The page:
The cruise industry is mostly an open society (I would have said democratic, but this is an election year and I didn't want to rile anyone): The price you pay traditionally determined the size of the room you occupy, but not much else. Yes, there are exceptions like the assignment of dining rooms on Cunard's Queens based on cabin category, and the new breed of special rooms for concierge and above levels on some lines.
But overall, other than your own private space, the rest of the ship and all of its facilities are open to everyone. So a common question among cruisers is, "Are suites worth the extra money?" I can't answer that for everyone, but if you are looking for larger spaces and balconies, suites may be the answer. If outside space is not a priority and you have no problem with regular sized rooms, suites may not be worth the extra money. If you're a family of four, such as the friends I recently traveled with, a suite may be better than a regular quad.
The Suite Life
Many cruise lines are now enticing suite guests with amenities that make an upgrade very appealing. Here are examples of what some mainstream lines are offering (beyond just the larger size of the room):
Carnival's Suite and Penthouse Suite guests all enjoy special VIP check-in; a wet bar; refrigerator; entertainment/sitting area with sofa, armchairs and coffee table; large vanity/dressing table with sink; VCR; three large closets and whirlpool bath.
Holland America is outfitting all Penthouse and Deluxe Verandah rooms with duvets, fully stocked mini-bars, personalized stationary and a VCR or DVD player with access to a well-stocked library. This is in addition to lots of enhancements being made as part of the line's Signature of Excellence program.
Norwegian Cruise Line offers its top suite guests a starter set of liquor/soda/water, butler and concierge service, CD and DVD library, upgraded linens and bath amenities, personalized stationary, unpacking and packing service, a personal computer with printer and a whole lot more.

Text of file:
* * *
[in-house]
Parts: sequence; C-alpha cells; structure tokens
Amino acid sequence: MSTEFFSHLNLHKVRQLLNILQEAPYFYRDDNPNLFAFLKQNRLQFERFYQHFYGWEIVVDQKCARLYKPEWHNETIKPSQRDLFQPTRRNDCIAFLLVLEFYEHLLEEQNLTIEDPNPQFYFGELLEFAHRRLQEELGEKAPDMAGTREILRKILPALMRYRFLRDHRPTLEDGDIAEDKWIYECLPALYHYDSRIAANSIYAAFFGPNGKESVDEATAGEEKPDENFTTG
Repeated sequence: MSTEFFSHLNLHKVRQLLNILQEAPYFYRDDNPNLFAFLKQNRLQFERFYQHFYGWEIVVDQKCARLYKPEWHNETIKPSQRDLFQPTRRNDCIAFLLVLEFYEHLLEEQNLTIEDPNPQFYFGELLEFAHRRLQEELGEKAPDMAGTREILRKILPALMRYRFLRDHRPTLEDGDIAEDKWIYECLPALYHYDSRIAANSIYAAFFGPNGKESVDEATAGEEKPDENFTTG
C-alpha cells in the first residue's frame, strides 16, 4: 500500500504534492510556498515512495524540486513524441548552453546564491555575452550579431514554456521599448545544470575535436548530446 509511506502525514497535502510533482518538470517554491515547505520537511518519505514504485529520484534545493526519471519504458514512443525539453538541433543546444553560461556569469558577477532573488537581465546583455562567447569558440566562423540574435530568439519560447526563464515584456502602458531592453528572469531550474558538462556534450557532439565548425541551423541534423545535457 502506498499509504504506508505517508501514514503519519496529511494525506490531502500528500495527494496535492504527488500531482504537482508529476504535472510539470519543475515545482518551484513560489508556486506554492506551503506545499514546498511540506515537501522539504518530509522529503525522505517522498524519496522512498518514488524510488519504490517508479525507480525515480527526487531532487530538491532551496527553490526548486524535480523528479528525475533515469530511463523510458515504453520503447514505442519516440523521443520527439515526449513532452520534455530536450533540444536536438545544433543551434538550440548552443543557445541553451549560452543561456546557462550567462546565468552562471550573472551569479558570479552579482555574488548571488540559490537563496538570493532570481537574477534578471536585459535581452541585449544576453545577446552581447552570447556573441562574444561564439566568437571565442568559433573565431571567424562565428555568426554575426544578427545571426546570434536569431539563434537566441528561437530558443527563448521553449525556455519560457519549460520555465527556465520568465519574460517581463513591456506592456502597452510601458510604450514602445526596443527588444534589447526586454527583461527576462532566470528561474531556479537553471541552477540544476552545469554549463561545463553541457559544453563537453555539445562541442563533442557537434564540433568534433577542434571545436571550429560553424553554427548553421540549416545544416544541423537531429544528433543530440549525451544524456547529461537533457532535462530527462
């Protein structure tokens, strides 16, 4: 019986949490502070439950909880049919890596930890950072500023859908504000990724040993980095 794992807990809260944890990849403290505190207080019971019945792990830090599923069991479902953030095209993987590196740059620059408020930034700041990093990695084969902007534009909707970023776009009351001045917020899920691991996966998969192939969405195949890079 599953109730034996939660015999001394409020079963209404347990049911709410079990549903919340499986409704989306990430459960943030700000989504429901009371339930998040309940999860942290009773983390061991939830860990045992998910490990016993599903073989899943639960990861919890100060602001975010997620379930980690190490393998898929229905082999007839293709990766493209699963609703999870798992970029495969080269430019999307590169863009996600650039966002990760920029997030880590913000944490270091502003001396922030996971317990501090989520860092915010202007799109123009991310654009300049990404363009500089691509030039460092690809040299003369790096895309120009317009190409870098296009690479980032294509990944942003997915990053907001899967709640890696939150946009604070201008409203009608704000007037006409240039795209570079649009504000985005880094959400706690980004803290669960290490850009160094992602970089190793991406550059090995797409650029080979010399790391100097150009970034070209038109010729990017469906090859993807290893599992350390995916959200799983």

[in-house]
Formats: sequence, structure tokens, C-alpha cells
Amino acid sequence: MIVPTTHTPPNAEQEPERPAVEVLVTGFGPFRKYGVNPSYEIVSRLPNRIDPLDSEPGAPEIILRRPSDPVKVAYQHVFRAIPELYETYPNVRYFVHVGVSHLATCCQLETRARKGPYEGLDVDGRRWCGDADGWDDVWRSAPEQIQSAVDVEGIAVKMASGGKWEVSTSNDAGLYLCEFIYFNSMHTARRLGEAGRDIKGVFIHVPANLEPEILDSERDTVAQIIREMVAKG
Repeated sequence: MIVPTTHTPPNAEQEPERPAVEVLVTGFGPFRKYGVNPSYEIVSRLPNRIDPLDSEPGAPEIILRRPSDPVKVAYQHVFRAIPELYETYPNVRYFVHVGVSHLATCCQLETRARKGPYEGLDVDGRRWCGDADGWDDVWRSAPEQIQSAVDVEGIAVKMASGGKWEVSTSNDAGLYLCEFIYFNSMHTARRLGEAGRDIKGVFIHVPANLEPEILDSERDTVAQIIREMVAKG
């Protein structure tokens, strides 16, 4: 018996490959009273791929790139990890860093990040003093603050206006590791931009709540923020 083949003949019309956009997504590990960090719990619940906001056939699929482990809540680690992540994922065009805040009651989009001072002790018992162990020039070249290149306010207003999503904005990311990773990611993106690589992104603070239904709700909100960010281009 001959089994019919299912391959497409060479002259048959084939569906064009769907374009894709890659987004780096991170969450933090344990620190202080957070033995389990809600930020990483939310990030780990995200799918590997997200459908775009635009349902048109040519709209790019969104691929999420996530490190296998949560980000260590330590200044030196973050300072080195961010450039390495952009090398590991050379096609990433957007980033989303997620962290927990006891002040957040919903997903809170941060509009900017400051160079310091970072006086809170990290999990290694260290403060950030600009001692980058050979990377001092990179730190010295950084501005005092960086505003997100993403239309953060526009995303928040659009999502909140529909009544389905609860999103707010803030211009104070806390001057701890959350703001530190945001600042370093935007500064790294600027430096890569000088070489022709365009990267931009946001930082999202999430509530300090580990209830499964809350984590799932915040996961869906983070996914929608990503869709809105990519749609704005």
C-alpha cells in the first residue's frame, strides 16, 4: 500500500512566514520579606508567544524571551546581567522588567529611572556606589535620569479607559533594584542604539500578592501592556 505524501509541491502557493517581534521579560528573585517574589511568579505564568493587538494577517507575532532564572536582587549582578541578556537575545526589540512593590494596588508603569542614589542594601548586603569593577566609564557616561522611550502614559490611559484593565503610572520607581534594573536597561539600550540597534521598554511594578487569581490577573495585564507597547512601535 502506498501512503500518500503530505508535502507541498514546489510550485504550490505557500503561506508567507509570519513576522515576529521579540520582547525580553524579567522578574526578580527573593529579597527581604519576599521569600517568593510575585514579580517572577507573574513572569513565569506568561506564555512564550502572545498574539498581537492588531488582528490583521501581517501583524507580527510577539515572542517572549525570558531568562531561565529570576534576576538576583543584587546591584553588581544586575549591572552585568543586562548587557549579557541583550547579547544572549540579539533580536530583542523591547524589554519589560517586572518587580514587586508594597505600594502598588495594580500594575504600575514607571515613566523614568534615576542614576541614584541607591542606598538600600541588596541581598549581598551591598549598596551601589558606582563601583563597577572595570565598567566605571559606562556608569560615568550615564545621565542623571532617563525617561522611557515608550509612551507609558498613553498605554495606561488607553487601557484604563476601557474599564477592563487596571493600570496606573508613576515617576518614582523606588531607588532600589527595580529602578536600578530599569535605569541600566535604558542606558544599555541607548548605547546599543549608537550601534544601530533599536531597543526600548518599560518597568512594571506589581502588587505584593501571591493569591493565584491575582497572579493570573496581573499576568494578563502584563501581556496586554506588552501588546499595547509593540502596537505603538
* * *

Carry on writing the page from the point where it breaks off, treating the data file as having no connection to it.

Royal Caribbean offers guests in its top accommodations duvets, robes and slippers for on-board use and special bath amenities. Suite attendants have fewer rooms to handle so service for each is better. On Voyager- and Radiance-class ships, there is concierge service and a special lounge as well.
Luxury Has Its Privileges
Here are a couple of examples of what some lines are doing to satisfy those discriminating guests who like a touch of luxury:
Cunard's new Queen Mary has some special treats in store for its Grill Class guests including prebooking for Canyon Ranch treatments, a concierge lounge, Frette linens, priority reservations for specialty restaurants, and private (but not free) shore excursions. Queen's Grill guests get even more, including a private sundeck/Jacuzzi and Xbox Entertainment Systems.
To Suite or Not to Suite
It's still pretty much true that what you get is what you pay for. Everyone has different priorities. Study the different lines and categories to see what the array of increased room size and varying amenities can do to enhance your experience.